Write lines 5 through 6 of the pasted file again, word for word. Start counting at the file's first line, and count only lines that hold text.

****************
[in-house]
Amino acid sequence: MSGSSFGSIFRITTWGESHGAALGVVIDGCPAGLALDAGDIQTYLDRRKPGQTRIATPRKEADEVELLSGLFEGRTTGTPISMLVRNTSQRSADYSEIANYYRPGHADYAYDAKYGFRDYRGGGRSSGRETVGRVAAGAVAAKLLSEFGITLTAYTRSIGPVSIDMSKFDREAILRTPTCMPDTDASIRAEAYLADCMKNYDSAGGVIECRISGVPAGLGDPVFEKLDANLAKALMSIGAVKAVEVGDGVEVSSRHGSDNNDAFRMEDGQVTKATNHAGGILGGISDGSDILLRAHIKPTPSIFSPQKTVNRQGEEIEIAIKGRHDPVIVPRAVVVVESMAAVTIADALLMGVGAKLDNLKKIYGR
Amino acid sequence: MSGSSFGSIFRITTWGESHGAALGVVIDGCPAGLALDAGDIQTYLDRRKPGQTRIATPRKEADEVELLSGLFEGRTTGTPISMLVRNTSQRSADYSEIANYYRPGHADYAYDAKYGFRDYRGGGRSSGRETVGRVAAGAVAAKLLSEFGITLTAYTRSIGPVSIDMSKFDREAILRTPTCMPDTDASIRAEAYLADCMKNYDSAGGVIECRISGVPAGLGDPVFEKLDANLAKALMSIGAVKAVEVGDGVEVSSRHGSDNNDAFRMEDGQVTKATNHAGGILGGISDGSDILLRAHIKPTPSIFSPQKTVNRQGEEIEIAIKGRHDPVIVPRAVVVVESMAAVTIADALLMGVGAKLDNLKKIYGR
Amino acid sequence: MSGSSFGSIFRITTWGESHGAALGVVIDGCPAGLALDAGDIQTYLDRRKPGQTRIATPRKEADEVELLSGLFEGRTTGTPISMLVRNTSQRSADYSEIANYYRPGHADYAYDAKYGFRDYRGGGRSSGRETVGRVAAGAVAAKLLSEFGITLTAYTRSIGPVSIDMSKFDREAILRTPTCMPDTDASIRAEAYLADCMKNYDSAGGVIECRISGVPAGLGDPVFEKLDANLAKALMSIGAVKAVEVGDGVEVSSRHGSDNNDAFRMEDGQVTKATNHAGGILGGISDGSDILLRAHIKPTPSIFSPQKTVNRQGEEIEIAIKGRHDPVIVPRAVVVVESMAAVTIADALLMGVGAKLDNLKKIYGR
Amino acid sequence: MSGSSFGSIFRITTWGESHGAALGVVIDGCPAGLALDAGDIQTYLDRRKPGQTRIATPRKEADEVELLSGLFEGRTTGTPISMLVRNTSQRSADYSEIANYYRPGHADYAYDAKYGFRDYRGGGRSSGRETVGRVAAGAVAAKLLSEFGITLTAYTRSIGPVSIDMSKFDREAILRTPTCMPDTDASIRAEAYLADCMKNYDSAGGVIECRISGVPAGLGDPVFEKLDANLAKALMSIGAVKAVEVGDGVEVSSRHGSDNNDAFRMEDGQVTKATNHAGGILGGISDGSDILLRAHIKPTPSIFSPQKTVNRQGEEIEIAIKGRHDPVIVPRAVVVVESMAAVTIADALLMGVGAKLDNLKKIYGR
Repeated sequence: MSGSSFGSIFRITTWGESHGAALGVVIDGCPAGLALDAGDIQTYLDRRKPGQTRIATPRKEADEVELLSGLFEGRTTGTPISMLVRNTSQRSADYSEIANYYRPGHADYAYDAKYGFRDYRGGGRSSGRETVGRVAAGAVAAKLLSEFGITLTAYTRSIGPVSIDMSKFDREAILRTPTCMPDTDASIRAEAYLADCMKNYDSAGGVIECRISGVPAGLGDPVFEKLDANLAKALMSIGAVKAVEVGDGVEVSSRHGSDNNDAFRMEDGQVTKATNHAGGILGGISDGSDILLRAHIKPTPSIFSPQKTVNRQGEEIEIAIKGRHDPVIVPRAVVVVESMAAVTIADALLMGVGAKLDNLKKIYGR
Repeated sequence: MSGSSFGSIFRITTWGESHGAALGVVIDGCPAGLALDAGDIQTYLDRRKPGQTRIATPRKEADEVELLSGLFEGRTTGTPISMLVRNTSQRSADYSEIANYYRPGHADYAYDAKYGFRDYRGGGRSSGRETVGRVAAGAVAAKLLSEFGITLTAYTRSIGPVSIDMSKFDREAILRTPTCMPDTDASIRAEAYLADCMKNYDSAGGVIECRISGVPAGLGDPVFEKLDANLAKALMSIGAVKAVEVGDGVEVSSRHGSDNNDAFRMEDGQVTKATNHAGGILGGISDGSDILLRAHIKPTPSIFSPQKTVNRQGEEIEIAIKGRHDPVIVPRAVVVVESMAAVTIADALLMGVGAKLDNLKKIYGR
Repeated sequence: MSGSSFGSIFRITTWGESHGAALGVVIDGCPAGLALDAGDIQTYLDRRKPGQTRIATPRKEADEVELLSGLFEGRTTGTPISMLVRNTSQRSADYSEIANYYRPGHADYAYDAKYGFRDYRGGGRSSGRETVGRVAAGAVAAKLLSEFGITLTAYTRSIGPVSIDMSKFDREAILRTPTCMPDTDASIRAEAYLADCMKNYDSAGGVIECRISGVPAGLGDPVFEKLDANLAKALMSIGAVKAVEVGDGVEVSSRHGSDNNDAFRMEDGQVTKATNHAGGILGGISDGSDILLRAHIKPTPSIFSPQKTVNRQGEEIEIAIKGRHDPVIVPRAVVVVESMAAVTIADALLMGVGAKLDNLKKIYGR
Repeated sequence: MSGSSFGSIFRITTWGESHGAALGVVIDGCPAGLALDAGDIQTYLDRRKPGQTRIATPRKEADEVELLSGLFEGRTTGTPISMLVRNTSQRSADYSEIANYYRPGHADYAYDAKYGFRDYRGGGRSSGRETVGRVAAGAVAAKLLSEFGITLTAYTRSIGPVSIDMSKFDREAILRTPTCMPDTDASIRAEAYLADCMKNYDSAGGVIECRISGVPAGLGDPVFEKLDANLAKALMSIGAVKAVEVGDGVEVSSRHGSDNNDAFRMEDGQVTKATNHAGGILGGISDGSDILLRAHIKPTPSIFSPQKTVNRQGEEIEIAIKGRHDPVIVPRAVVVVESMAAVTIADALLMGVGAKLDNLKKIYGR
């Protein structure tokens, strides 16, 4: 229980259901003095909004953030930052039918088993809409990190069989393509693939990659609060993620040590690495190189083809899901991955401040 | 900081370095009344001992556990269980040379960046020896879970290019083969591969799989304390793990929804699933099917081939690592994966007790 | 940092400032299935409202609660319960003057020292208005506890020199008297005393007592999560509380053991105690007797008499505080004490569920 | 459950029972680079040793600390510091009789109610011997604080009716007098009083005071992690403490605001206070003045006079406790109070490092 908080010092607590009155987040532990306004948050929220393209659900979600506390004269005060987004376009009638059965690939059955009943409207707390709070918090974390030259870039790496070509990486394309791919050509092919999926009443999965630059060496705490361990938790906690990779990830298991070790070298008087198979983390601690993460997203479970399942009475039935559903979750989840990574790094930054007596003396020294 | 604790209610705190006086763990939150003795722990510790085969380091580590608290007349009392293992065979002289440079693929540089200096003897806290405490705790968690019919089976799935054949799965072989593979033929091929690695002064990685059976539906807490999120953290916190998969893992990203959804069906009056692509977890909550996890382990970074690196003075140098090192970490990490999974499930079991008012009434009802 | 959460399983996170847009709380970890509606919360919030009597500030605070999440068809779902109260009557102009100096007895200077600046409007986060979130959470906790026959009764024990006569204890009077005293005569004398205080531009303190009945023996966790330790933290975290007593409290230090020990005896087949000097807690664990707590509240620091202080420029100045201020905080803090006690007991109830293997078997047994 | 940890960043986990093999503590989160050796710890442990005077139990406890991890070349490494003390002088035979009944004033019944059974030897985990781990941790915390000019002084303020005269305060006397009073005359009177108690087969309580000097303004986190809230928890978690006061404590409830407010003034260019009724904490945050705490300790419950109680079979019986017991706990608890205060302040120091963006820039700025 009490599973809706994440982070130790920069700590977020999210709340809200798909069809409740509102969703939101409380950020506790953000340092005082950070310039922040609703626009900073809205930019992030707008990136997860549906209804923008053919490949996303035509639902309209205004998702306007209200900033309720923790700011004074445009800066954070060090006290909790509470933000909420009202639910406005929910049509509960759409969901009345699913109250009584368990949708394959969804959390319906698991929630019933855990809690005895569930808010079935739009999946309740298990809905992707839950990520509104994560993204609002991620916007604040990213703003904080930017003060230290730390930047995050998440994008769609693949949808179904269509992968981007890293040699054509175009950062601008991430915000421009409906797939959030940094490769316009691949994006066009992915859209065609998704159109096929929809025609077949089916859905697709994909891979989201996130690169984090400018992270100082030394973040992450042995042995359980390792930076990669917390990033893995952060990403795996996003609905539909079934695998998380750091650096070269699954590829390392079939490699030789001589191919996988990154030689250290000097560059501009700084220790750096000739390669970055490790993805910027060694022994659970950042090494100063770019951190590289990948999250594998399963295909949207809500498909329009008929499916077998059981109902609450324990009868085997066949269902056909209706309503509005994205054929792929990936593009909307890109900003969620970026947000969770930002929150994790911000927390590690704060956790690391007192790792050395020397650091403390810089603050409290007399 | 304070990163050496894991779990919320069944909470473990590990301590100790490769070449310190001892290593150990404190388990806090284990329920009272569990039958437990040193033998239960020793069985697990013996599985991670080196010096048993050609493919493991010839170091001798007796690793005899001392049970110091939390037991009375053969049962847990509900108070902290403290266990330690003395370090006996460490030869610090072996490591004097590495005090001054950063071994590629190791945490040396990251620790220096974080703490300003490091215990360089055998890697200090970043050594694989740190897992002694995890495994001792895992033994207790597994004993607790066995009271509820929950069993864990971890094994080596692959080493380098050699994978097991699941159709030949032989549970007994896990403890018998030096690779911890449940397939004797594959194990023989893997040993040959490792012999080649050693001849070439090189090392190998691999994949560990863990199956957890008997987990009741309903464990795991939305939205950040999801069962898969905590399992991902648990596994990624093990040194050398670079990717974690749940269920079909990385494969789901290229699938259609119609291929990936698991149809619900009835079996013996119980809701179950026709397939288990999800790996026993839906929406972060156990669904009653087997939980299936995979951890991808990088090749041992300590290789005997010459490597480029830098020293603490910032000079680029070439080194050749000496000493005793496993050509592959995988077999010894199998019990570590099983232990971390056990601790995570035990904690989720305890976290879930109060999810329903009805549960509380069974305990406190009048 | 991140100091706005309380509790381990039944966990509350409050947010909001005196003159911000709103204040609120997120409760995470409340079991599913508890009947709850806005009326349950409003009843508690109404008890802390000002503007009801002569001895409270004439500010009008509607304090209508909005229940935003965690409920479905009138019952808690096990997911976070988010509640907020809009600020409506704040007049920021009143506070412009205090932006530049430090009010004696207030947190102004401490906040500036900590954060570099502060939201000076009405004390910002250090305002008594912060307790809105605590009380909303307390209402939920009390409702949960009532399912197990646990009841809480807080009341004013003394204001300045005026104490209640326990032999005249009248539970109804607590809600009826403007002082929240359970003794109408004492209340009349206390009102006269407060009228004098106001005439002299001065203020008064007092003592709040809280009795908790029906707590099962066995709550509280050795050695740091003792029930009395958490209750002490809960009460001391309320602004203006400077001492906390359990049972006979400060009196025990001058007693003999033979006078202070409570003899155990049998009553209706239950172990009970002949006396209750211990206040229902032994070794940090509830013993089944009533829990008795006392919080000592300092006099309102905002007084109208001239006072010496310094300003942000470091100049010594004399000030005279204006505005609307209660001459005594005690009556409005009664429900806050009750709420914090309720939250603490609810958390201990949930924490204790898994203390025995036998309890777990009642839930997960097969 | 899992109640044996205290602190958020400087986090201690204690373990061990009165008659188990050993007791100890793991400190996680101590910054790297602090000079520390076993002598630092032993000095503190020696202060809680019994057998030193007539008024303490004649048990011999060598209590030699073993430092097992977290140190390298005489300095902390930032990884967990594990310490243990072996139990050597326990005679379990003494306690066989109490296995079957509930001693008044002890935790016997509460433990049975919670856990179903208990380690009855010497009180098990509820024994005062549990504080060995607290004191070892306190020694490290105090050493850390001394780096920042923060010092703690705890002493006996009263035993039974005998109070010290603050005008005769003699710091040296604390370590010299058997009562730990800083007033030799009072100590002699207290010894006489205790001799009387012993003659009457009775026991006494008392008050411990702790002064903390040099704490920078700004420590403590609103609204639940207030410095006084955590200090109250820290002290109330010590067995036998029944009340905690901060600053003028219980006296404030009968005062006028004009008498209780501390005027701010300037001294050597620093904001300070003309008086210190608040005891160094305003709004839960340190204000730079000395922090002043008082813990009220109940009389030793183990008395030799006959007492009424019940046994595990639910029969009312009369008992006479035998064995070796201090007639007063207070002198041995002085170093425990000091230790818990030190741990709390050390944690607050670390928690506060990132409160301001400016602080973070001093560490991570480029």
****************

Amino acid sequence: MSGSSFGSIFRITTWGESHGAALGVVIDGCPAGLALDAGDIQTYLDRRKPGQTRIATPRKEADEVELLSGLFEGRTTGTPISMLVRNTSQRSADYSEIANYYRPGHADYAYDAKYGFRDYRGGGRSSGRETVGRVAAGAVAAKLLSEFGITLTAYTRSIGPVSIDMSKFDREAILRTPTCMPDTDASIRAEAYLADCMKNYDSAGGVIECRISGVPAGLGDPVFEKLDANLAKALMSIGAVKAVEVGDGVEVSSRHGSDNNDAFRMEDGQVTKATNHAGGILGGISDGSDILLRAHIKPTPSIFSPQKTVNRQGEEIEIAIKGRHDPVIVPRAVVVVESMAAVTIADALLMGVGAKLDNLKKIYGR
Repeated sequence: MSGSSFGSIFRITTWGESHGAALGVVIDGCPAGLALDAGDIQTYLDRRKPGQTRIATPRKEADEVELLSGLFEGRTTGTPISMLVRNTSQRSADYSEIANYYRPGHADYAYDAKYGFRDYRGGGRSSGRETVGRVAAGAVAAKLLSEFGITLTAYTRSIGPVSIDMSKFDREAILRTPTCMPDTDASIRAEAYLADCMKNYDSAGGVIECRISGVPAGLGDPVFEKLDANLAKALMSIGAVKAVEVGDGVEVSSRHGSDNNDAFRMEDGQVTKATNHAGGILGGISDGSDILLRAHIKPTPSIFSPQKTVNRQGEEIEIAIKGRHDPVIVPRAVVVVESMAAVTIADALLMGVGAKLDNLKKIYGR